Rainforest V, Conceived by David Tudor and realized by Composers Inside Electronics
Initiated in 1968 as a music score to Merce Cunningham’s choreography, ‘Rainforest’ was developed by David Tudor as a work-in-progress. From the beginning its main idea was to bring out the resonant voices of everyday objects. With the use of basic audio technologies (microphones, loudspeakers, amplifiers) normally quiet objects gained a new audible dimension – a voice.
The original objects used were smaller, table-top sized objects that acted as resonant loudspeakers.Tudor developed electronic circuits to stimulate these resonant objects, acoustically transforming the signals sent through them.
A breakthrough came in 1973 when Tudor invited a group of young artists and composers – later to be known as Composers Inside Electronics (CIE) - to collaborate. Among them were John Driscoll and Phil Edelstein. The workshop participants added a new dimension - a performed installation with large objects. In order for the large objects to better resonate they had to be suspended in the air. This element delighted David Tudor and added new visual character to the work. 'Rainforest IV’ evolved as a unique piece of art that revolutionized conceptions about sound installations, performance art and sound art. No equivalent work existed at the time. ‘Rainforest IV’ finally embodied David Tudor’s idea of a rich sonic architecture.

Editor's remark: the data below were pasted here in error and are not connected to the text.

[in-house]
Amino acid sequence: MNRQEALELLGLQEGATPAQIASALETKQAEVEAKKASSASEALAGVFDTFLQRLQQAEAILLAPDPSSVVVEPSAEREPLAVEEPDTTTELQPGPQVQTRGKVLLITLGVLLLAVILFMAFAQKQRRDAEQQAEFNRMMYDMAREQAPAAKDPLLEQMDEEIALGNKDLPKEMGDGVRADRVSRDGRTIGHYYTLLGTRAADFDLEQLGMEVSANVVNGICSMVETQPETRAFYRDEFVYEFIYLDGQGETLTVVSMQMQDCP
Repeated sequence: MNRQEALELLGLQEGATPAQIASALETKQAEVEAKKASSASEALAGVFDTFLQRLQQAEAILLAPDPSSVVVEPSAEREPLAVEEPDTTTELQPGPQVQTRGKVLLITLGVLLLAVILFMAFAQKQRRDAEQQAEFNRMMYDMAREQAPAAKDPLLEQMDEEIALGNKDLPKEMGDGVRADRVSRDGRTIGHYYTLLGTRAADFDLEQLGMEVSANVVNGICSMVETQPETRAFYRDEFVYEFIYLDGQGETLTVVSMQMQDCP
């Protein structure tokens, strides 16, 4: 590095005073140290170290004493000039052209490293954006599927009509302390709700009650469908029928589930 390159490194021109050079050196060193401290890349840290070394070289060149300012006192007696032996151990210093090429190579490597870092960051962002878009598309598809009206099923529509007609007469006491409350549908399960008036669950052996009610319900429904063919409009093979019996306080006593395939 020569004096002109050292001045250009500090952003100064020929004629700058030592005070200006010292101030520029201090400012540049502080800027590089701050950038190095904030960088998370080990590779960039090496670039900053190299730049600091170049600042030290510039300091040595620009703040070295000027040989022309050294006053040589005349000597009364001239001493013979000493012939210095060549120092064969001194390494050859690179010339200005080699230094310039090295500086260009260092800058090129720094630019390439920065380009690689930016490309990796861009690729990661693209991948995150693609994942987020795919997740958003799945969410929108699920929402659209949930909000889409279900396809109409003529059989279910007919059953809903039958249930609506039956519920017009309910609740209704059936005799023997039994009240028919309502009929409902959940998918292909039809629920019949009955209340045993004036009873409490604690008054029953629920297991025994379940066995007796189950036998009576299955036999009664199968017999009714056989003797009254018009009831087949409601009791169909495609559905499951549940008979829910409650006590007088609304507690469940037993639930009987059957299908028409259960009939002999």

After Tudor's death in 1996, the members of his Composers Inside Electronics collective dedicated themselves to carry on his work with ‘Rainforest’ and other works in order to preserve his pioneering legacy. After numerous performances of ‘Rainforest IV’ they felt it important to expand the concept of Rainforest to include the option to have a self-running installation version. In 2009, Driscoll and Edelstein created an installation version ‘Rainforest V’ and designed additional new objects and sound files along with additional sound files by Matt Rogalsky. ‘Rainforest V’, as a project, blurs the lines between sculptural objects, a constantly evolving immersive sound environment, and a sui generis art form. Its reception depends wholly on one's individual experience and on a trajectory of the audience as they move freely within the installation.